“I can’t lose her again,” he gasped.
He held his fist to his mouth and screamed into his knuckles.
“Take me back,” he sobbed. “You got it wrong, Miss Johnson! I don’t want to be back here. You got it wrong! Please, take me back.”
His eyes found the front door, and he ran. This isn’t real. This is a dream, a hallucination, something! Taking the porch steps two at a time, he tried to sprint away from the house, but his body felt oddly heavy. He ploughed ahead, driving his feet forward as if he was wading through mud, and the locket began to burn against his chest. The air turned putrid, snaking through his nose and mouth until he retched, and he finally collapsed beneath the letterbox.
“There’s no escape,” he panted. “There’s no escape…”
Every word was difficult for her now. And she doesn’t know, Paul thought. She doesn’t know we’ve done this before. He wiped his hand across his face and took a deep breath.
“I have to do it for her,” he said. “I can’t leave her alone, not today. I have to be there for her. I have to be there with her.” He grabbed his phone and dialed Emilia’s mother. “I’ve gotta do it for her, do it for…oh hi, yes Molly, it’s Paul.” He folded his hand against his face, desperately trying to keep his voice steady. “Yeah, Lia’s asking if you would please come over. She thinks…she…she thinks…”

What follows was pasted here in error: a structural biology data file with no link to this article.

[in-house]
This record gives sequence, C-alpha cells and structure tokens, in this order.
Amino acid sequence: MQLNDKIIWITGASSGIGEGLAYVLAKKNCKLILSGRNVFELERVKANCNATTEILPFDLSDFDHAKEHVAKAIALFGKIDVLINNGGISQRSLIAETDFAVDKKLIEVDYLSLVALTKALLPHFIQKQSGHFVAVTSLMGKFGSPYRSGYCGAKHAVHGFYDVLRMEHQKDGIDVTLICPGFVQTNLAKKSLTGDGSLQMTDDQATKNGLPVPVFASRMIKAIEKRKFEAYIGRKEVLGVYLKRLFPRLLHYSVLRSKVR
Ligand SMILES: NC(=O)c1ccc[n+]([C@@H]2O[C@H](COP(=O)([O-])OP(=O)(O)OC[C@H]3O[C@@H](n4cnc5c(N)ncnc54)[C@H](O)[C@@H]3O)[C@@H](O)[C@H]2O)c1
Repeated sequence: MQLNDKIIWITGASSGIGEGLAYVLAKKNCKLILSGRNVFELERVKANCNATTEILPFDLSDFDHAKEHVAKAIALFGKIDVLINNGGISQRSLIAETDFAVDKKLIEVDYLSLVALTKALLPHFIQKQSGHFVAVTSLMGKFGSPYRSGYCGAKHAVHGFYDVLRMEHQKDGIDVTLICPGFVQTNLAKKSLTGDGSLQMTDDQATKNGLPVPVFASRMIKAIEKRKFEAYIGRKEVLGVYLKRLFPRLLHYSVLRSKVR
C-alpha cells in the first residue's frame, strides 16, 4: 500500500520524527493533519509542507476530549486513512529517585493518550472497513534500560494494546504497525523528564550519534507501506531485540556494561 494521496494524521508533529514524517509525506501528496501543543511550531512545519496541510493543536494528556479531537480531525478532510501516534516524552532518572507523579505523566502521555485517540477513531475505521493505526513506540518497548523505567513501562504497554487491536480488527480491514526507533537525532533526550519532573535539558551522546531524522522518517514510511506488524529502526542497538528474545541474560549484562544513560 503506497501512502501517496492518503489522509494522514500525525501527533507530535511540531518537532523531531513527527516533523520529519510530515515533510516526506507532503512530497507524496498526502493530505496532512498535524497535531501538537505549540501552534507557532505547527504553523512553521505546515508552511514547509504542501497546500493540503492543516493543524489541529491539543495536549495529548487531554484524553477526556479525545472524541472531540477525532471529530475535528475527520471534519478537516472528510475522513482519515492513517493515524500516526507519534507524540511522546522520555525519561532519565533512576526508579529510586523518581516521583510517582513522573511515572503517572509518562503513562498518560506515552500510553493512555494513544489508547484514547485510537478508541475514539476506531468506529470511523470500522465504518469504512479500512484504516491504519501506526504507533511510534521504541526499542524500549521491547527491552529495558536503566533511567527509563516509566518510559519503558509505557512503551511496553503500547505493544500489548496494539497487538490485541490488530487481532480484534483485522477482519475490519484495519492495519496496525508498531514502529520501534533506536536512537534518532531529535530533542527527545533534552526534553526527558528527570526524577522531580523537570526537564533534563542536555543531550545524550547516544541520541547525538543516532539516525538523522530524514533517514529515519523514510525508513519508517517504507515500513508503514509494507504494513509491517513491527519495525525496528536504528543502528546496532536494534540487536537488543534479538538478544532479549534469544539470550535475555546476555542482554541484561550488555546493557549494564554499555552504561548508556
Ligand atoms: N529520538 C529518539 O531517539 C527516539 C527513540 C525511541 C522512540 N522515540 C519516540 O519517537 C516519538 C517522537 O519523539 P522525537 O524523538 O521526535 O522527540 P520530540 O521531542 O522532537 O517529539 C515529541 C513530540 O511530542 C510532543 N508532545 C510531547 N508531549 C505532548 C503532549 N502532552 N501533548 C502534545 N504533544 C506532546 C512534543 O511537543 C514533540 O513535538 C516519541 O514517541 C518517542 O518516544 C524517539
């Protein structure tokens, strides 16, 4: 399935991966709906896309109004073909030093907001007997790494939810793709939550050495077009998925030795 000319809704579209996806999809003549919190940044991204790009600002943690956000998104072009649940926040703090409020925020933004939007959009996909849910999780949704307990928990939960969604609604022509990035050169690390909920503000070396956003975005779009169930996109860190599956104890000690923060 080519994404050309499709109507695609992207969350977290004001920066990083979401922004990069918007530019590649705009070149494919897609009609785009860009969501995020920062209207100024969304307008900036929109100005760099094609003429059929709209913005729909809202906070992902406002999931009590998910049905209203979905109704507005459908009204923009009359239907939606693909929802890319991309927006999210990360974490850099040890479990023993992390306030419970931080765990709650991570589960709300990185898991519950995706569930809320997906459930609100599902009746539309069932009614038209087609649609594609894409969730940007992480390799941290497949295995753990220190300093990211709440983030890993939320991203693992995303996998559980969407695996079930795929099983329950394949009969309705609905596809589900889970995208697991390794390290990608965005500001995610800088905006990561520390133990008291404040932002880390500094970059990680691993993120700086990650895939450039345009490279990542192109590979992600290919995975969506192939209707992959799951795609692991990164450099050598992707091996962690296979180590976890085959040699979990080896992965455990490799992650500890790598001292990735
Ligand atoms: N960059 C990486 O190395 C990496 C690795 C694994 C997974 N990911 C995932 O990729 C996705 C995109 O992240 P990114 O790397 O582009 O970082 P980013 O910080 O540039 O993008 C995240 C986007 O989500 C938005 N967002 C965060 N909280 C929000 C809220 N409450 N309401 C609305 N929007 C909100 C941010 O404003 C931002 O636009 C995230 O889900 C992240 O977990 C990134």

Emilia’s mother hung up the phone.
“Paul?” Emilia’s strained voice called again from the bedroom.
“I’m coming,” he cried. He strode into the house, no longer encumbered by any force, and knelt beside Emilia. She propped herself up on the pillows, a slight sheen of sweat gleaming across her forehead.
“Hon, can I have a drink?” she whispered.
Paul held Emilia’s water bottle to her lips, and she took a sip.
“I’m here for you. I’ll always be here for you,” Paul said. The words had comforted her once before, so he repeated them over and over until her eyelids drooped and she settled back under the covers.
The front door rattled.
“Baby?” a woman called.
“Mom, we’re in here,” Emilia replied. She dug her fingers into Paul’s hand.
Molly rushed into the room. Her dark eyes passed over Paul and fell onto her daughter.
“Oh, my baby girl,” she murmured.
Emilia’s fingers slipped from Paul’s as she embraced her mother, and then Molly straightened. She guided Paul into the hallway.